Although tobacco control activities have achieved significant improvement in smoking prevalence over the years, achievements elsewhere show that the potential exists for even greater progress. For example, smoking prevalence in 2013 in New York, Massachusetts, and Florida was about a sixth of the population, and in California was 12.5% . All four of these states had exemplary tobacco intervention programs, and all have smoking rates which are lower than the national average [40,41].
Though Israel was once a leader in tobacco control, many countries currently have stronger tobacco control policies than does Israel. For example, though bans on advertising combined with point of sale restrictions have been shown to substantially decrease youth uptake, Israel lags behind on marketing, sponsorship, and promotion restrictions. By contrast, bans on local newspaper and magazine advertising exist in 45 of the 53 countries which form a part of the World Health Organization’s European Region; Israel is one of the few without such bans. Most (34/53) of these countries also prohibit internet advertising, though Israel does not. Sponsorship is also prohibited in a majority of these countries (29/53), though Israel allows it .
Further, some countries have created the goal of being tobacco free by a certain year; these include New Zealand (2025), Finland (2040), and Scotland (2034) .
Researchers have quantified effects of policy interventions on tobacco-related mortality and smoking-attributable deaths [44,45]. Jha emphasized the importance of taxation , while Levy, in an analysis of 41 countries, found that the largest number of smoking-attributable deaths was averted by taxation (47%), followed by smoke-free air laws (34%), warnings about harm (9%), cessation treatments (5%), and bans on marketing (4%) .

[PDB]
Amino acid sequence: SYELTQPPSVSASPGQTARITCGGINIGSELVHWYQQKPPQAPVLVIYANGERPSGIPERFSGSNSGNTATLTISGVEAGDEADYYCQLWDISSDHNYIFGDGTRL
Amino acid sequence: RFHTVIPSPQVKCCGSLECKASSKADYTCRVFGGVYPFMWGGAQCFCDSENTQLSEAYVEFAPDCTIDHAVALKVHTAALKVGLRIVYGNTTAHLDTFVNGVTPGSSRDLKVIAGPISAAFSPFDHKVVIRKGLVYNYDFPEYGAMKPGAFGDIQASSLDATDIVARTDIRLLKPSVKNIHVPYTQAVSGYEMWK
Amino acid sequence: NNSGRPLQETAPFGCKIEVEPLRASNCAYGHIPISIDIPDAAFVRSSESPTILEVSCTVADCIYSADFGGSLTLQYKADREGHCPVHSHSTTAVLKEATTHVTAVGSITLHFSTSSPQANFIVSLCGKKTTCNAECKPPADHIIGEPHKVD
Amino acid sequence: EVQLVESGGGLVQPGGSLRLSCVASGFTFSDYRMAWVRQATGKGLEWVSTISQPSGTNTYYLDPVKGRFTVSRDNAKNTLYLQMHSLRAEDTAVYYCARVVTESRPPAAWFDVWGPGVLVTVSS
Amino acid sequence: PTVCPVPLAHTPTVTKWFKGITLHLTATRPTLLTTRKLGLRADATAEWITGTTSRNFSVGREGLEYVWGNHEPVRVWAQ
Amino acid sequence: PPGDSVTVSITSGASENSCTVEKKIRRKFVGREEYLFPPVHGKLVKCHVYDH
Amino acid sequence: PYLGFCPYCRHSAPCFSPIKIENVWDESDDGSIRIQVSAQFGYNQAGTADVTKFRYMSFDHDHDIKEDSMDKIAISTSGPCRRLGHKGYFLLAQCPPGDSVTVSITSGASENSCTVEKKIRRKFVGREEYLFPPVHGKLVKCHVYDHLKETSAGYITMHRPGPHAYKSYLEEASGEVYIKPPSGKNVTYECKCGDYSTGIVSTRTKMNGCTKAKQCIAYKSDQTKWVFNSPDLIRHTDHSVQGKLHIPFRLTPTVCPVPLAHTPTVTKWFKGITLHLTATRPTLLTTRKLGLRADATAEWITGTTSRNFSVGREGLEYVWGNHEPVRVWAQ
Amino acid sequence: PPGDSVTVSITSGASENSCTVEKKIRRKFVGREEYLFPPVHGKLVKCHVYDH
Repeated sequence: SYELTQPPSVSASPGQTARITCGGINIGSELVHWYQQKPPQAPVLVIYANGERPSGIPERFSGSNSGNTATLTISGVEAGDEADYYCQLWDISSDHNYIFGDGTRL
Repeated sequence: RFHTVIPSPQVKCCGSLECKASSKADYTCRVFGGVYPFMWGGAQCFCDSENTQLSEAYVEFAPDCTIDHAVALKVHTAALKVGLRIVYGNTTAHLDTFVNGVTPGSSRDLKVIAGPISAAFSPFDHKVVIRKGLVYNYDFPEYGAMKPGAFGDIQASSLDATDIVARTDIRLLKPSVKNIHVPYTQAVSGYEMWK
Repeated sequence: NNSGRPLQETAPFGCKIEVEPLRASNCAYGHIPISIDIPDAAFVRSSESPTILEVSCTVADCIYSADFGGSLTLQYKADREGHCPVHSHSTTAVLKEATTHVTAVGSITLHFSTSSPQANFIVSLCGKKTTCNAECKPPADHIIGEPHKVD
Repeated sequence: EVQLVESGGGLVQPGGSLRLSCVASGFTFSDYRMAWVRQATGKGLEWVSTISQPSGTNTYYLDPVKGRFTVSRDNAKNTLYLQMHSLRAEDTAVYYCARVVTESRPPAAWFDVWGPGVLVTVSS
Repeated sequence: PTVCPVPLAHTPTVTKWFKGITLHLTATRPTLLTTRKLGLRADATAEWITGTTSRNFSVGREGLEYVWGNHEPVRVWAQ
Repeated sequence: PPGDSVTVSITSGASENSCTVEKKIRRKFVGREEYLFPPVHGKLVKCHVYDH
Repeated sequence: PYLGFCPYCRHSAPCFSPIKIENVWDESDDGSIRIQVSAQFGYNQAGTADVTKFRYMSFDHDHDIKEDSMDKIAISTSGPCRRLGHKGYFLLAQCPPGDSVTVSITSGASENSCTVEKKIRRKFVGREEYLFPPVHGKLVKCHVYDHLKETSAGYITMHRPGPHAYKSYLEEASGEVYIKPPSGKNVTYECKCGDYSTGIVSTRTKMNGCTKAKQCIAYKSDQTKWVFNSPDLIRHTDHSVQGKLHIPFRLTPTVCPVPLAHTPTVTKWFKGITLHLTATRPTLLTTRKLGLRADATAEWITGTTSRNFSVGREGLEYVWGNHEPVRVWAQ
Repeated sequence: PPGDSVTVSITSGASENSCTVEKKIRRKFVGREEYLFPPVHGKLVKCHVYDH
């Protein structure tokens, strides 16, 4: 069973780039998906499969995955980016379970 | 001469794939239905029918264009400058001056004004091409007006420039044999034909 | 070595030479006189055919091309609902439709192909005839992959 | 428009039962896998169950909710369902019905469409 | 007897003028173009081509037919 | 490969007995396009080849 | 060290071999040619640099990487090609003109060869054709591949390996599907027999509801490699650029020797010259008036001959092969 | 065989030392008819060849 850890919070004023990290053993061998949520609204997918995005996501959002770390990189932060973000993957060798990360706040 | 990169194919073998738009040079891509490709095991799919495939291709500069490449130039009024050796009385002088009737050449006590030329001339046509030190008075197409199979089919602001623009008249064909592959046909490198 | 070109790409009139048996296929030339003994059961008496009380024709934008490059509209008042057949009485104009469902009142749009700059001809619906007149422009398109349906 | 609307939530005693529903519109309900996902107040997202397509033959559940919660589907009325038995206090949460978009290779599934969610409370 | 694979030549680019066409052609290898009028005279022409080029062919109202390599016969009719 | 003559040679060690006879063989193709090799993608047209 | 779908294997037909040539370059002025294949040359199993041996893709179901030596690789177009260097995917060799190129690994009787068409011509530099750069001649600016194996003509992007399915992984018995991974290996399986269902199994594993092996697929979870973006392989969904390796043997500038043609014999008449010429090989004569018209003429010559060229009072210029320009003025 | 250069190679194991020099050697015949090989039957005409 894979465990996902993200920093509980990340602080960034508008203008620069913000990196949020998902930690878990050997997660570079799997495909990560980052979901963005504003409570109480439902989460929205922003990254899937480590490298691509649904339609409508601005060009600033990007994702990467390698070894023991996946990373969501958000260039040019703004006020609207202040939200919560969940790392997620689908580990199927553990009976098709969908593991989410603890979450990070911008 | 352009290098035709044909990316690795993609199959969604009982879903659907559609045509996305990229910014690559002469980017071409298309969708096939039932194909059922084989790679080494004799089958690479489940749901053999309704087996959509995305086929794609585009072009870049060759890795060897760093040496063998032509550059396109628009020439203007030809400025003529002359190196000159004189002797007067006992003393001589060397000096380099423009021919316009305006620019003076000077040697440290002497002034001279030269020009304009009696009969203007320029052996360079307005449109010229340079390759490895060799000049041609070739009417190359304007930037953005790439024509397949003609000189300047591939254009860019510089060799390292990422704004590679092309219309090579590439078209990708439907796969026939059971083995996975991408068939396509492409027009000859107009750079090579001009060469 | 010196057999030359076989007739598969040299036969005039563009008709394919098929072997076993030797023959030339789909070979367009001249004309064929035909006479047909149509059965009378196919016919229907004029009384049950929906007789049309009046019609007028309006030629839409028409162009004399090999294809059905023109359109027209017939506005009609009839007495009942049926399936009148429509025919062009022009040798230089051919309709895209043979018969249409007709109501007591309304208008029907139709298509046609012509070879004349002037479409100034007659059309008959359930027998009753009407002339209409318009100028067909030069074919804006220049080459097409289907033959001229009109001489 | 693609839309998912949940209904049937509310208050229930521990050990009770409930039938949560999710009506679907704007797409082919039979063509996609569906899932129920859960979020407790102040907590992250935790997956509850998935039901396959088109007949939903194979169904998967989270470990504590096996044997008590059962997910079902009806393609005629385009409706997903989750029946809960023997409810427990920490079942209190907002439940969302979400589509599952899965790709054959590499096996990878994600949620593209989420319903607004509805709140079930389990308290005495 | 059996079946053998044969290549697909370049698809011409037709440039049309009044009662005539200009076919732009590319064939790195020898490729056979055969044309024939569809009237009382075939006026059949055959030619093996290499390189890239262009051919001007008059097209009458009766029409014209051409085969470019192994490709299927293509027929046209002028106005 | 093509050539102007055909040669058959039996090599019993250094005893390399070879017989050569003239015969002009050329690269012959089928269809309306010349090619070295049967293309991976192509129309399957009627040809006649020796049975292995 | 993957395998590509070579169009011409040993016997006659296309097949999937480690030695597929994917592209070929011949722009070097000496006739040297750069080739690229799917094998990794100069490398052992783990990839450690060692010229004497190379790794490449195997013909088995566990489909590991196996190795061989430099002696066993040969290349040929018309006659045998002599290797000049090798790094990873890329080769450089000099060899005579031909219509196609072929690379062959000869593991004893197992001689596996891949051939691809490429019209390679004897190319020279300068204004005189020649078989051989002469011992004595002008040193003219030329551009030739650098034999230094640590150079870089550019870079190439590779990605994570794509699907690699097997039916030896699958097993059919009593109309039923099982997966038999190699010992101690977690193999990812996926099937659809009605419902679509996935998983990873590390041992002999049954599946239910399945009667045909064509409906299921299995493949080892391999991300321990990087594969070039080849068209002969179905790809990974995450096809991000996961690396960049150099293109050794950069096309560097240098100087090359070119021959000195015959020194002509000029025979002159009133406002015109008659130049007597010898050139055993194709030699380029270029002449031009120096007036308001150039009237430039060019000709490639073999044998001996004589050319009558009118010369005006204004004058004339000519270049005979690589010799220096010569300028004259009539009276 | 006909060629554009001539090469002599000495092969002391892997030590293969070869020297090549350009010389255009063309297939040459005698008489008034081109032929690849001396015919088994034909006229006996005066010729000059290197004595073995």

We propose recommendations to improve tobacco control policy in Israel, beyond the policies which have already been implemented (such as creation of a coordinating body for tobacco control and subsidization of tobacco cessation technologies) or which are being dealt with (such as increases in taxation).
The recommendations are described below and summarized in Table 4. For each recommendation, we note if it was included in the National Tobacco Control Plan (NTCP), Healthy Israel 2020 (HI2020), the FCTC (with Article), or MPOWER (with appropriate letter underlined).
Guarantee funding for tobacco control (NTCP, FCTC article 5)
Though the NTCP was written with the hope of obtaining substantial funding, in practice this did not occur. Consequently, the actions to date have been concentrated on requirements and prohibitions, not accompanied by sufficient educational or enforcement measures (which require greater funding). This lack could be rectified by legislating that a small percentage of the billions of NIS (6.1 billion NIS in 2013) procured annually through tobacco taxation be funneled to tobacco control. To date, the Treasury has refused to consider this, as part of its economy-wide policy of opposing earmarked taxes. Another possibility would be to institute a “user fee” on the tobacco industry, such as was done by the U.S. Congress to fund the F.D.A Center for Tobacco Products.
Place strong curbs on tobacco industry advertising, marketing, and promotion (NTCP, HI2020, FCTC article 13, MPOWER)
The limited extent of the advertising restrictions, and the existence of tobacco promotion and sponsorship, represent a severe limitation of current Israeli tobacco control policy. Tobacco companies have increased their funding for marketing, advertising, and promotion substantially in recent years, from 37.6 million NIS in 2007 to 61.3 million NIS in 2012 , p72-.73). Internet advertising is restricted in the same manner as other advertising, with restrictions on advertisements aimed at youth, but the restrictions are not enforced. Newspaper advertising remains legal, and the ongoing promotion and sponsorship of tobacco products severely limit the effectiveness of tobacco control measures.
Educate the Israeli public about the dangers of smoking and exposure to tobacco smoke (NCTP, HI2020, MPOWER)
Significant educational effort requires extensive investment on part of the government, in terms of both money and expertise. Educational initiatives as well as resources may also originate in the voluntary sector, including the cancer associations and HMOs. In Israel, the Israel Cancer Association has taken an active role in educational efforts.